Located in the heart of Moscow, a stone’s throw from ArbatRussian: Арбат Street, Gogol’s HouseRussian: Dom Gogolya or Дом Гоголя is rightfully considered one of the most mysterious and alluring places in Moscow. This is where Nikolai Vasilyevich Gogol (1809–1852), whose name will be forever associated with the founding of the Russian horror literature genre, lived. He died here also, just a few days after destroying his own manuscripts. At the Nikolai Gogol house, you will discover the unique atmosphere of Gogol’s epoch and his multifaceted creative work.
While both locals and visitors to Moscow know this building, located at 7a Nikitsky BoulevardRussian: Nikitskiy bulvar or Никитский бульвар, as Gogol’s house, the writer never actually owned it. It belonged to the Tolstoy family, friends of Gogol’s. However, Gogol stayed here as a guest for nearly four years. Originally from Ukraine, Gogol spent most of his life in Moscow, St. Petersburg and Europe. Surprisingly, Dead SoulsRussian: Myortvye dushi or Мертвые души, the epoch-making novel about Russia and the Russian people, was written overseas, while the second volume’s fate was sealed in this building, which has now been turned into a museum.
NIKOLAI GOGOL’S SECRET
Much conjecture and uncertainty enshroud Gogol’s short life and sudden death. Gogol scholars working at the museum will most readily help you understand which of the stories surrounding Gogol are true and which of them are not. His life, which he himself was fond of mystifying, is veiled in mystery. His death and funeral are no less enigmatic, and many visitors to Gogol’s House ask guides whether he died of natural causes or was buried alive, something Gogol himself had been terrified of. Gogol’s literary works are equally mysterious: he was himself deeply religious, however his works were filled with mysticism and devilry. There is no adequate explanation as to why Gogol burned the manuscripts of the second volume of Dead Souls, which were eagerly anticipated by his fans in Russia, in the living room of this house on a cold winter night in February, 1852.
Gogol often appeared to have the gift of prophecy. In Dead Souls, he was among the first Russian authors to portray a particular type of entrepreneur which was emerging in Russia: the capitalist. He exposed such human vices as bribery, deception and lack of love for one another, in an attempt to save society from them. Gogol was also one of the first writers in Russian and international literature to depict a “little man” – a character who is no hero but is instead a self-effacing clerk living his own small-scale joys and sorrows. (The OvercoatRussian: Shinel or Шинель). Russian literature has followed this trend, particularly in teaching readers the lessons of love and compassion towards others. As French critic Eugène-Melchior de Vogüé once said quite aptly when talking about the ‘new Gogol’ Fyodor Dostoevsky: ‘We all came out of Gogol’s Overcoat’. It is opinions like these which explain Nikolai Gogol’s immortality.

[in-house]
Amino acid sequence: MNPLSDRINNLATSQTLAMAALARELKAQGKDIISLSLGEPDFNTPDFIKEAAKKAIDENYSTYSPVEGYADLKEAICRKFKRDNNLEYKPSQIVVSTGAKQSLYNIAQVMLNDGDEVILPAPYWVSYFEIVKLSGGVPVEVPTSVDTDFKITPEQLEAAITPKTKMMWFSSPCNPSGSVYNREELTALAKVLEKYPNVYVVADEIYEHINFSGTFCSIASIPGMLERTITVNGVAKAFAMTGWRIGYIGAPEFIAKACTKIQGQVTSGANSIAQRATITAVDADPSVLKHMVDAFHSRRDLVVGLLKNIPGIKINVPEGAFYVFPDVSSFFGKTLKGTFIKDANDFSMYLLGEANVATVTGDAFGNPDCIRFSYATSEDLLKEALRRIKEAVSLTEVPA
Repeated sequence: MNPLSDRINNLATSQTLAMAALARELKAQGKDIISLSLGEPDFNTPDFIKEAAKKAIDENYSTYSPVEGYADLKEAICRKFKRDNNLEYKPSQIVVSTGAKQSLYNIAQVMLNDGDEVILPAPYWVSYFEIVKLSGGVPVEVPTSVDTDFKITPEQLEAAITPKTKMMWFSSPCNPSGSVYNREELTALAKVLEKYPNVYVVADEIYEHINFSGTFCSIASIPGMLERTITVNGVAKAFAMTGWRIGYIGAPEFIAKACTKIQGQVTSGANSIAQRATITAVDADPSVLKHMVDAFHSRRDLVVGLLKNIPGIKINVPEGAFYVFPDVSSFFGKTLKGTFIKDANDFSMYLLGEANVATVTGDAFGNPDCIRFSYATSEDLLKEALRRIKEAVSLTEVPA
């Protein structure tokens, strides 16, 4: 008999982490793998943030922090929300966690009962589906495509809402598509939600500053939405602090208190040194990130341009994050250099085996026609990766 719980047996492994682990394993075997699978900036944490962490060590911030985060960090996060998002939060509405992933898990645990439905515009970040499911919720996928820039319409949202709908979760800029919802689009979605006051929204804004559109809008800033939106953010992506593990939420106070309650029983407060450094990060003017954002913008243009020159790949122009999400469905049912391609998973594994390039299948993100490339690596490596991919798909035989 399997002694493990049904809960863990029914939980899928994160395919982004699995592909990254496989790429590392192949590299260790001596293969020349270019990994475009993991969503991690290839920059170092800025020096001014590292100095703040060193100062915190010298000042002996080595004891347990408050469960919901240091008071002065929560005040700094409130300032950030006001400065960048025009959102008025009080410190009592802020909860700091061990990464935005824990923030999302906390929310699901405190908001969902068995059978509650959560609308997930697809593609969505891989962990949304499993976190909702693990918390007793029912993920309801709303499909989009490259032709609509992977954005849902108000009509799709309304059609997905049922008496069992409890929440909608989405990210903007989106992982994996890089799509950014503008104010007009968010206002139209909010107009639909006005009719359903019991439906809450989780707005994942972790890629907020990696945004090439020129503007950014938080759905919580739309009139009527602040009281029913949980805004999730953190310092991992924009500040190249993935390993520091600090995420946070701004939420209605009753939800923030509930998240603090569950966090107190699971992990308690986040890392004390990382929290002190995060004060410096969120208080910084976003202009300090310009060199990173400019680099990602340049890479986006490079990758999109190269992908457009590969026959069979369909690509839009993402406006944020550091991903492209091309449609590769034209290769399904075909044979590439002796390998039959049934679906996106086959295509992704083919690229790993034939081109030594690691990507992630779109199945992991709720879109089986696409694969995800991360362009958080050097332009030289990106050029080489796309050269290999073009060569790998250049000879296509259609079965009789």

EXHIBITIONS AT GOGOL’S HOUSE
The two-storey mansion located on Nikitsky Boulevard is more than just a museum. It features a library as well as an exhibition hall and hosts recitals and chamber concerts, Gogol readings and performances. Children have the opportunity to participate in a number of workshops, and Gogol and music archives are open to researchers. The Tolstoys’ former mansion hosts exhibitions entitled Gogol’s MoscowRussian: Gogolevskaya Moskva or Гоголевская Москва and TravelsRussian: Puteshestviya or Путешествия and invites visitors to embark on a great tour of Gogol’s literary works. You can easily spend more than one day here, discovering new details about the surprising lives of Gogol and his contemporaries.
The museum itself occupies six small rooms on the first floor of the main building, including the entrance hall, the living room where Gogol burned his manuscripts in a fireplace, the bedroom, the ‘Government InspectorRussian: Revizor or Ревизор’ satirical comedy room, the memorial room and the so-called Reader’s paradiseRussian: Chitatelskiy ray or Читательский рай. Here, you can find Gogol’s personal effects, as well as modern thematic installations which take visitors’ imagination back 200 years to the time of this mysterious writer. On the second floor are the former ballroom and the music room, where literary and musical evenings are regularly held, just like they were in Gogol’s lifetime. Not many of Gogol’s personal items and manuscripts still exist. However, unlike some museums that boast rich collections without having them on display, Gogol’s House has successfully recreated the atmosphere of Gogol’s time and that of his literary works. In the basement, have a look at the items discovered during archaeological excavations conducted at the estate.
DESTINY OF GOGOL’S HOUSE
The mansion at Nikitsky Boulevard is also interesting in its own right. Together with the estate, it survived the terrible Moscow Fire of 1812 during Napoleon’s invasion of Russia, when two-thirds of Moscow was burned down. At that time, the city consisted mainly of these kind of estates inhabited by noble, bourgeois and merchant families. Along with the main building, the estate included a coach house (now housing the ‘New WingRussian: Novoe krylo or Новое крыло’ contemporary art exhibition) and a small garden. The monument to Nikolai Gogol made in 1909 by sculptor Nikolai Andreyev, also known for his numerous portraits of Vladimir Lenin, was moved to the garden in 1951. This monument’s destiny was tough. Legend has it that Joseph Stalin did not like the monument, so he had it removed from his sight, away from Arbat SquareRussian: Arbatskaya ploschad or Арбатская площадь, and installed it in the quiet garden of Gogol’s House, a place that remembers Gogol’s voice, the echo of his steps, his wise and sly smile and the fire that destroyed Dead Souls.© 2016-2018 moscovery.com